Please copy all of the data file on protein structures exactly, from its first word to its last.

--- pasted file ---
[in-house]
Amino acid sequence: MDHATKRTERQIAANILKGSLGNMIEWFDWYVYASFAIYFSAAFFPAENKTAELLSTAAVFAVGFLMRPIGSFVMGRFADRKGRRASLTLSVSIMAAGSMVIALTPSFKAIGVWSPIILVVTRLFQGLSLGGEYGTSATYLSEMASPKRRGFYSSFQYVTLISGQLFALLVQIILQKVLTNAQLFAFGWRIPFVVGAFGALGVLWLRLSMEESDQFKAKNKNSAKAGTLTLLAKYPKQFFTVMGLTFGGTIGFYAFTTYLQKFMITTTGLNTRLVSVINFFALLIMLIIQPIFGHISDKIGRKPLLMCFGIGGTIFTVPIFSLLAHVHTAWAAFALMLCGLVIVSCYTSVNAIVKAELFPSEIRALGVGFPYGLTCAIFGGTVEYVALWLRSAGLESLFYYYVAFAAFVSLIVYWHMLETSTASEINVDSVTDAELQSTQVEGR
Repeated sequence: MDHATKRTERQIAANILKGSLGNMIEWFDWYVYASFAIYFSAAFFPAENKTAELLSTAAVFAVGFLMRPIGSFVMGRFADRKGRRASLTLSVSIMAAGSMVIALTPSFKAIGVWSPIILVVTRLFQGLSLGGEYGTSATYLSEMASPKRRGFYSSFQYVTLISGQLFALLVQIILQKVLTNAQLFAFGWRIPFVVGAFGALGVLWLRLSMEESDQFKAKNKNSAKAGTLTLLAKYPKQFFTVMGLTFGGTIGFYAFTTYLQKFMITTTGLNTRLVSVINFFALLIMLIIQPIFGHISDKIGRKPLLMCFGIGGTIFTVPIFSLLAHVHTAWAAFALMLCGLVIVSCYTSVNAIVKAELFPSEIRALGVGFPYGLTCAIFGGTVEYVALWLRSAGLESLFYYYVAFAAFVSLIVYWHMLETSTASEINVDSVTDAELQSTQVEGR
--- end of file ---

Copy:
[in-house]
Amino acid sequence: MDHATKRTERQIAANILKGSLGNMIEWFDWYVYASFAIYFSAAFFPAENKTAELLSTAAVFAVGFLMRPIGSFVMGRFADRKGRRASLTLSVSIMAAGSMVIALTPSFKAIGVWSPIILVVTRLFQGLSLGGEYGTSATYLSEMASPKRRGFYSSFQYVTLISGQLFALLVQIILQKVLTNAQLFAFGWRIPFVVGAFGALGVLWLRLSMEESDQFKAKNKNSAKAGTLTLLAKYPKQFFTVMGLTFGGTIGFYAFTTYLQKFMITTTGLNTRLVSVINFFALLIMLIIQPIFGHISDKIGRKPLLMCFGIGGTIFTVPIFSLLAHVHTAWAAFALMLCGLVIVSCYTSVNAIVKAELFPSEIRALGVGFPYGLTCAIFGGTVEYVALWLRSAGLESLFYYYVAFAAFVSLIVYWHMLETSTASEINVDSVTDAELQSTQVEGR
Repeated sequence: MDHATKRTERQIAANILKGSLGNMIEWFDWYVYASFAIYFSAAFFPAENKTAELLSTAAVFAVGFLMRPIGSFVMGRFADRKGRRASLTLSVSIMAAGSMVIALTPSFKAIGVWSPIILVVTRLFQGLSLGGEYGTSATYLSEMASPKRRGFYSSFQYVTLISGQLFALLVQIILQKVLTNAQLFAFGWRIPFVVGAFGALGVLWLRLSMEESDQFKAKNKNSAKAGTLTLLAKYPKQFFTVMGLTFGGTIGFYAFTTYLQKFMITTTGLNTRLVSVINFFALLIMLIIQPIFGHISDKIGRKPLLMCFGIGGTIFTVPIFSLLAHVHTAWAAFALMLCGLVIVSCYTSVNAIVKAELFPSEIRALGVGFPYGLTCAIFGGTVEYVALWLRSAGLESLFYYYVAFAAFVSLIVYWHMLETSTASEINVDSVTDAELQSTQVEGR